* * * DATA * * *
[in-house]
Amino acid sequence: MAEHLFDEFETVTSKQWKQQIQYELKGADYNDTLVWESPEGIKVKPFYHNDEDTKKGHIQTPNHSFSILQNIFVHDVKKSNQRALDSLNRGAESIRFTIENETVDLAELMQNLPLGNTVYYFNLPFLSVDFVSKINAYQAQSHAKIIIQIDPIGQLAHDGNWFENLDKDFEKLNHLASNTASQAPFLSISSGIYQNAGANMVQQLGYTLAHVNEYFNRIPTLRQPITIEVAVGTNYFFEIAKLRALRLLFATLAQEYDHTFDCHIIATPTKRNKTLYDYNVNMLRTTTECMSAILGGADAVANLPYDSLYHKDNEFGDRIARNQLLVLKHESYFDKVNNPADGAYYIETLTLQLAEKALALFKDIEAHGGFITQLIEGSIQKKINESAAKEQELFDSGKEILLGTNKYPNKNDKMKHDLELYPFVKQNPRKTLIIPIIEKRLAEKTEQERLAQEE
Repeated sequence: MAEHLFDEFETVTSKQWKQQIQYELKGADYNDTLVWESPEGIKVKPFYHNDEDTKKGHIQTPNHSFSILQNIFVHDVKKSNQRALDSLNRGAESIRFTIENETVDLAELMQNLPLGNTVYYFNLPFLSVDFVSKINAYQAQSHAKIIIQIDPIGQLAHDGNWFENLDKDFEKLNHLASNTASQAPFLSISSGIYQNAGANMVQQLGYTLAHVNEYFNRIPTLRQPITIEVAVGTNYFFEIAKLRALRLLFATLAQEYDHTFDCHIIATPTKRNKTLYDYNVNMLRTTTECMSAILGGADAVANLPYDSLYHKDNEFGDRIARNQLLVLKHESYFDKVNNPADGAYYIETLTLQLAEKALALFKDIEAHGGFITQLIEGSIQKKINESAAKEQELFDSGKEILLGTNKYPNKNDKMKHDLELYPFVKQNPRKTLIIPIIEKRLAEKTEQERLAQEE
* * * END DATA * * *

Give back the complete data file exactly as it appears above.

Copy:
[in-house]
Amino acid sequence: MAEHLFDEFETVTSKQWKQQIQYELKGADYNDTLVWESPEGIKVKPFYHNDEDTKKGHIQTPNHSFSILQNIFVHDVKKSNQRALDSLNRGAESIRFTIENETVDLAELMQNLPLGNTVYYFNLPFLSVDFVSKINAYQAQSHAKIIIQIDPIGQLAHDGNWFENLDKDFEKLNHLASNTASQAPFLSISSGIYQNAGANMVQQLGYTLAHVNEYFNRIPTLRQPITIEVAVGTNYFFEIAKLRALRLLFATLAQEYDHTFDCHIIATPTKRNKTLYDYNVNMLRTTTECMSAILGGADAVANLPYDSLYHKDNEFGDRIARNQLLVLKHESYFDKVNNPADGAYYIETLTLQLAEKALALFKDIEAHGGFITQLIEGSIQKKINESAAKEQELFDSGKEILLGTNKYPNKNDKMKHDLELYPFVKQNPRKTLIIPIIEKRLAEKTEQERLAQEE
Repeated sequence: MAEHLFDEFETVTSKQWKQQIQYELKGADYNDTLVWESPEGIKVKPFYHNDEDTKKGHIQTPNHSFSILQNIFVHDVKKSNQRALDSLNRGAESIRFTIENETVDLAELMQNLPLGNTVYYFNLPFLSVDFVSKINAYQAQSHAKIIIQIDPIGQLAHDGNWFENLDKDFEKLNHLASNTASQAPFLSISSGIYQNAGANMVQQLGYTLAHVNEYFNRIPTLRQPITIEVAVGTNYFFEIAKLRALRLLFATLAQEYDHTFDCHIIATPTKRNKTLYDYNVNMLRTTTECMSAILGGADAVANLPYDSLYHKDNEFGDRIARNQLLVLKHESYFDKVNNPADGAYYIETLTLQLAEKALALFKDIEAHGGFITQLIEGSIQKKINESAAKEQELFDSGKEILLGTNKYPNKNDKMKHDLELYPFVKQNPRKTLIIPIIEKRLAEKTEQERLAQEE